Monday, May 20, 2024


THE STORY – A man returns home to celebrate Easter with his riotous, bickering, eating, drinking, laughing, loving family.

THE CAST – Jo Koy, Jimmy O. Yang, Tia Carrere, Brandon Wardell, Eva Noblezada, Eugene Cordero, Jay Chandrasekhar, Tiffany Haddish & Lou Diamond Phillips

THE TEAM – Jay Chandrasekhar (Director), Ken Cheng & Kate Angelo (Writers)​


​By Dan Bayer

​Nothing is universally funny. You can try to come up with exceptions all you want, but everything you think is funny to everyone is going to be a turn-off to at least one person. This is partially why pure comedies rarely get Oscar nominations – it’s very difficult to make something funny enough to a broad enough range of people to achieve that honor.

Filipinos are high up on the list when it comes to minority groups in America who deserve to see themselves and their culture represented on screen in a major motion picture distributed by a major studio. Arguably the most famous Filipino star, Lou Diamond Phillips, spent most of his career playing characters from other backgrounds, like Ritchie Valens in “La Bamba,” whose heritage was Mexican. It is long past time to get real Filipino representation in the movies, and for that reason alone, “Easter Sunday” deserves to exist and deserves to be seen. Unfortunately, it’s nowhere near as good as it should be to recommend it wholeheartedly.

Joe Valencia (Jo Koy) is finally in the running for a supporting role on a sitcom after years of trying to make it as a stand-up comic and actor in LA (and to not be primarily remembered as the guy from that beer commercial with the incredibly lame catchphrase). Unfortunately, the time he has to spend focusing on his career has pushed his son (Brandon Wardell) away, literally: Junior lives with his mom (Carly Pope) and her new beau (Michael Weaver), and he’s not doing well in school. But despite the five-hour road trip, Junior is excited to visit Joe’s family in Daly City for Easter. Once there, the typical family hijinks ensue: Mom (Lydia Gaston) and Aunt Theresa (Tia Carrere) are fighting, nobody knows why, and the family expects Joe to fix it. Cousin Eugene (Eugene Cordero) is in need of more money for his “hype truck,” which Joe invested in thinking it was a taco truck but has since turned into something else, and now Eugene’s debts are coming due, and it falls on Joe to fix it. And everybody thinks that Joe booked the sitcom, but he’s actually fighting with his agent over the network’s demands that he do a Filipino accent. To put it mildly, there’s a lot on Joe’s shoulders.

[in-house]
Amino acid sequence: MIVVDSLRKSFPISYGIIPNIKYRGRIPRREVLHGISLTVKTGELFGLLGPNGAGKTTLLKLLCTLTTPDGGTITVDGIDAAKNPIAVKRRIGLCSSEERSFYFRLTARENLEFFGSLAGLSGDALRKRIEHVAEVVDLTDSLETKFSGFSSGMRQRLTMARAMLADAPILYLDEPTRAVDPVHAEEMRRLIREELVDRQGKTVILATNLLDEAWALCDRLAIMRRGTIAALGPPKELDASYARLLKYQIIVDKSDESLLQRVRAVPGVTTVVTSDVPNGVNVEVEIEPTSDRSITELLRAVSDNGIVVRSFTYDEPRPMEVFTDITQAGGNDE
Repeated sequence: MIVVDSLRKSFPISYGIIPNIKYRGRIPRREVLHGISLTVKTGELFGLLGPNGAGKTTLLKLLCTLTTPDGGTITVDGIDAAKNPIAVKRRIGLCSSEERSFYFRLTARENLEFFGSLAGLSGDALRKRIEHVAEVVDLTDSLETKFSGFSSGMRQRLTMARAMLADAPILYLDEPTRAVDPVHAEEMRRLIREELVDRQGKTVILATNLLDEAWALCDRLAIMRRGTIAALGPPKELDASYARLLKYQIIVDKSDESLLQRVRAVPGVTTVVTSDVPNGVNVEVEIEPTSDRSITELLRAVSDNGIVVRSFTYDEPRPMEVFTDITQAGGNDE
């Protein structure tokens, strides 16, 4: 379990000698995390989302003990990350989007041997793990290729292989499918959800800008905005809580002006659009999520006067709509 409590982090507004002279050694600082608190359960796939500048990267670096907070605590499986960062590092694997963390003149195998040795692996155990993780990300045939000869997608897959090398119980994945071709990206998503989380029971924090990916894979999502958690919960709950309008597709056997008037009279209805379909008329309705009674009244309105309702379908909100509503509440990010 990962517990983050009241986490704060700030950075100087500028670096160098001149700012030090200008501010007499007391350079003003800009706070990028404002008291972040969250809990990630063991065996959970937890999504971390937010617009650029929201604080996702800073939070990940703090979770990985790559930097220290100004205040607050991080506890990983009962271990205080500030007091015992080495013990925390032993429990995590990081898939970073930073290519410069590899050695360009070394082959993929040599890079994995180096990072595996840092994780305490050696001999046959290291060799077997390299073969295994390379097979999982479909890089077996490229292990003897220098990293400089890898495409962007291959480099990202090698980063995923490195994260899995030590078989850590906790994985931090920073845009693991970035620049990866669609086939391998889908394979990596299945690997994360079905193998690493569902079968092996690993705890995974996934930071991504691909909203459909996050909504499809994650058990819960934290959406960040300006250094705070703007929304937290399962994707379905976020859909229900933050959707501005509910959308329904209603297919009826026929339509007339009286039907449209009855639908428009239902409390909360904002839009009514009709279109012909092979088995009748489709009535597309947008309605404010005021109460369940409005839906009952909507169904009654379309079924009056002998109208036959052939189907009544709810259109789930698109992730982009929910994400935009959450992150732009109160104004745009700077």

The same could be said of Koy, a stand-up comedian playing the lead in a feature film for the first time. While he didn’t write “Easter Sunday,” the idea came from him, and Koy’s stand-up heavily influenced writers Kate Angelo and Ken Cheng. As with most comedians making the transition to screen acting, he’s not the most natural actor. Outside of a few scenes where he just performs a stand-up routine, he lacks the charisma a leading man needs to hold a project together. Thankfully, he has a whole ensemble of seasoned performers surrounding him to lift some of the burden. Gaston and Carrere are having the time of their lives playing the cartoonishly feuding sisters, Cordero is an incredibly endearing goofball screwup, and Eva Noblezada and Tiffany Haddish provide just the right amount of sugar and spice to the proceedings, respectively, as a love interest for Junior and a cop who dated Joe back in high school.